When it comes to getting song ideas down I need to work with the minimum of fuss whilst being inspired by the instruments I use. Whilst there are a lot of huge sound libraries out there which offer almost limitless potential, at the start of the process I really don't need to adjust the squeak on the chair of the second cello player or search through 700 different splash cymbals.
It is for this reason that I use rock solid, bread and butter VIs, I use them like a trusty old acoustic guitar. If I need to swap them out for something with more versatility later then I will - often I don't. Here are those bread and butter VIs I use for songwriting. At the end of each section, I also tell what VIs I swap them out for if I choose to do so.
Toontrack EZDrummer 2 For Drums
Toontrack has always made great drum VIs, but they raised the bar with EZDrummer 2. Having a drum VI that makes searching for grooves easy is a must and you can tap or record your rhythm to find a matching groove. Once you have that rhythm then you can quickly assemble it in EZ Drummer or just drag the loops to the timeline. The kits are good enough to work on most songs and there's a simple set of controls to let you tweak without disappearing down a rabbit hole and losing your song idea. It's also remarkable value for money.
VI Swap - Toontrack Superior Drummer, AIR Strike, Abbey Road Drums or my own samples.
AIR Xpand2 For Bass
AIR Xpand2 is one of the best things that ever came out of Pro Tools for composers. It features a shedload of really usable sounds, and the bass is no exception. All of the real basses work in song ideas as do many of the synth basses - I've lost count how many tracks I've written that feature Xpand2 bass parts. And this from someone who owns Komplete and Trilogy. Again the Xpand2 sounds just help me get ideas down fast without distracting me. Best of all for Pro Tools users it's free!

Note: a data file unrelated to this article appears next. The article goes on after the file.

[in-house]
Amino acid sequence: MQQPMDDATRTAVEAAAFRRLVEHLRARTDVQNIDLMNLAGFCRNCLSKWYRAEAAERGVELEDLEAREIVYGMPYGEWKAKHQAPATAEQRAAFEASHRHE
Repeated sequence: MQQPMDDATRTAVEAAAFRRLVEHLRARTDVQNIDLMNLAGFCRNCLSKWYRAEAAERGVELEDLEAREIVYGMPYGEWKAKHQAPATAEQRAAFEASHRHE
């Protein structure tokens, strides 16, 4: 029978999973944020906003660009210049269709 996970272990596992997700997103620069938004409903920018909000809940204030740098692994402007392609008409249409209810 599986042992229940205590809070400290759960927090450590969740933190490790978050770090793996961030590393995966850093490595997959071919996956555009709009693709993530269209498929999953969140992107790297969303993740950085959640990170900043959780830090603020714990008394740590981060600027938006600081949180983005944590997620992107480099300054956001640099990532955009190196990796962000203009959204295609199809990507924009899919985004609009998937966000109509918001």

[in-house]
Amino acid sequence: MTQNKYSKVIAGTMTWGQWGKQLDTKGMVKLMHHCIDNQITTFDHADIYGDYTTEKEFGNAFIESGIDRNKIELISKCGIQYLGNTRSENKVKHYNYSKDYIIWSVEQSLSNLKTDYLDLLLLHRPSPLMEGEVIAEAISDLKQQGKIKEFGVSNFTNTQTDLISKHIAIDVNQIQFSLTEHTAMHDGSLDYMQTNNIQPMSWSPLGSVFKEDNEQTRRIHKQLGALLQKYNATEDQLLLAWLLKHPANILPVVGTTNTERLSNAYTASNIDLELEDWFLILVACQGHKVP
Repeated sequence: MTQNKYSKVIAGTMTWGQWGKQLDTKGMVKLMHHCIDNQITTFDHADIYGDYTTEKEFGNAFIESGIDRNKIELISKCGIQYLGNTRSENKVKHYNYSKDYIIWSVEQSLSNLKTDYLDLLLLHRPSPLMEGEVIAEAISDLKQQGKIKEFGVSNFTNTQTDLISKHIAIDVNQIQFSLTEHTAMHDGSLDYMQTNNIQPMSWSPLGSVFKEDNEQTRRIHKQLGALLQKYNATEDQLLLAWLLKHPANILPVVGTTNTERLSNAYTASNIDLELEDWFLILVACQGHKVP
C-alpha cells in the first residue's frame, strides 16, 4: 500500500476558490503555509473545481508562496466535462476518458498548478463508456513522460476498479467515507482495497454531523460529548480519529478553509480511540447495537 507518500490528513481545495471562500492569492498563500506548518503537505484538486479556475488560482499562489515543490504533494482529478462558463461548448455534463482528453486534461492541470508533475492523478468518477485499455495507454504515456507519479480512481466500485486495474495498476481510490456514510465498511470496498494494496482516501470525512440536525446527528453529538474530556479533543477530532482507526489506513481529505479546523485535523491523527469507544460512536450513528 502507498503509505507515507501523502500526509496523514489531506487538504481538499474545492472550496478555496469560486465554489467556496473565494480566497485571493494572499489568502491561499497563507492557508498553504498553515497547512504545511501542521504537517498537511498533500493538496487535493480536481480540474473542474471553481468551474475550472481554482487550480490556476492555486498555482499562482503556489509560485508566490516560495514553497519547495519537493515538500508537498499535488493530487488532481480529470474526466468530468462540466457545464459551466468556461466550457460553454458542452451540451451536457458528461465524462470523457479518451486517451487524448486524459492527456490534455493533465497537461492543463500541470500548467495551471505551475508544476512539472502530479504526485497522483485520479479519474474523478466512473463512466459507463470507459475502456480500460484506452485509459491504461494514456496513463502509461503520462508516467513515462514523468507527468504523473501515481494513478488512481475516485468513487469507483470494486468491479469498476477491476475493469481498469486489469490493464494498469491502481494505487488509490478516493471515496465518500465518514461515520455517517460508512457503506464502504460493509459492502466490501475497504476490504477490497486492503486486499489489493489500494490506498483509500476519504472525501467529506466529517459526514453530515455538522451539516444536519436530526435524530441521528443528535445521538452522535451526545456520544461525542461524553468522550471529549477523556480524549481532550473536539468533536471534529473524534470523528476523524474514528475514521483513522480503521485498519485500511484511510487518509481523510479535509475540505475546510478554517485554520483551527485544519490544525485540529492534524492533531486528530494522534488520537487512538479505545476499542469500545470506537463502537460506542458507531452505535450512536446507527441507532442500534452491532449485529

VI Swap - Spectrasonics Trillian, Scarbee Bass.
AIR Mini Grand For Pianos
There are some amazing piano libraries on the market, again I own many of them. If I need to get a piano part down fast then AIR Mini Grand is a great option. It offers a limited number of piano sounds, does not tax the VI and sounds good enough to get song ideas down. Again it's ended up in a lot of final mixes with producers asking me what the piano sound is when I tell them it's the free one that comes with Pro Tools they are amazed.
VI Swap - e-instruments Session Keys.
UJAM Virtual Guitarist For Guitars
UJAM Virtual Guitarist comes in a number of flavours; Amber offers acoustic guitar, Iron offers rock guitars and Sparkle offers pop guitars. I was never a fan of virtual guitars, mostly because it took too much work to make them sound any good. Not so with UJAM virtual guitarist, they are easy to use and sound great. If you are a songwriter/composer then buy them. Simple as that.
VI Swap - Nothing, real guitars are the only thing I would swap them for.
Spectrasonics Omnisphere For Synths
Omnisphere is quite simply the first place I go when I need pads, poly synths, arps, sweeps... in fact any kind of synth sound. It rarely disappoints and often inspires me and puts a smile on my face. Best of all it has such a vast library of sounds that you don't spend your life hearing it in other tracks. Thankfully the search function means I don't end up on some eternal quest looking for the right sound.
VI Swap - Nothing.
The purpose of this article is to highlight that when one is composing the need for a digital equivalent of a trusty old acoustic guitar is vital. DAWs can be both a blessing and curse for the creative process, my advice is to find some trusted tools that are simple to use and then make them your goto VIs for the writing process.